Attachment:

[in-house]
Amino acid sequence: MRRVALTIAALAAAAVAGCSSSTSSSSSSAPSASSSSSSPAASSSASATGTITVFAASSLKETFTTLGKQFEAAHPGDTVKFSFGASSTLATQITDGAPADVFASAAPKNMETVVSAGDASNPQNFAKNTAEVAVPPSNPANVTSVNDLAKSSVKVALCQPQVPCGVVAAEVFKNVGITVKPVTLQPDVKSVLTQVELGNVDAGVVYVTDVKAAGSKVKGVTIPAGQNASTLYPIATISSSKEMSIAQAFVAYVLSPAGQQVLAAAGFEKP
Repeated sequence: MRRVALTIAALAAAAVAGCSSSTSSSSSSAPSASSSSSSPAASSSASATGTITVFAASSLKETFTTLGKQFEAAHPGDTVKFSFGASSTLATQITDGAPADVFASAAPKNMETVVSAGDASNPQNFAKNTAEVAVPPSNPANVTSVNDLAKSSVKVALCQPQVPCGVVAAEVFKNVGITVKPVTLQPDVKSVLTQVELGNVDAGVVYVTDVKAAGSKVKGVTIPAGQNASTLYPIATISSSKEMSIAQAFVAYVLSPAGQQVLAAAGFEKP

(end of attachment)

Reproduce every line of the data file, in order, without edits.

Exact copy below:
[in-house]
Amino acid sequence: MRRVALTIAALAAAAVAGCSSSTSSSSSSAPSASSSSSSPAASSSASATGTITVFAASSLKETFTTLGKQFEAAHPGDTVKFSFGASSTLATQITDGAPADVFASAAPKNMETVVSAGDASNPQNFAKNTAEVAVPPSNPANVTSVNDLAKSSVKVALCQPQVPCGVVAAEVFKNVGITVKPVTLQPDVKSVLTQVELGNVDAGVVYVTDVKAAGSKVKGVTIPAGQNASTLYPIATISSSKEMSIAQAFVAYVLSPAGQQVLAAAGFEKP
Repeated sequence: MRRVALTIAALAAAAVAGCSSSTSSSSSSAPSASSSSSSPAASSSASATGTITVFAASSLKETFTTLGKQFEAAHPGDTVKFSFGASSTLATQITDGAPADVFASAAPKNMETVVSAGDASNPQNFAKNTAEVAVPPSNPANVTSVNDLAKSSVKVALCQPQVPCGVVAAEVFKNVGITVKPVTLQPDVKSVLTQVELGNVDAGVVYVTDVKAAGSKVKGVTIPAGQNASTLYPIATISSSKEMSIAQAFVAYVLSPAGQQVLAAAGFEKP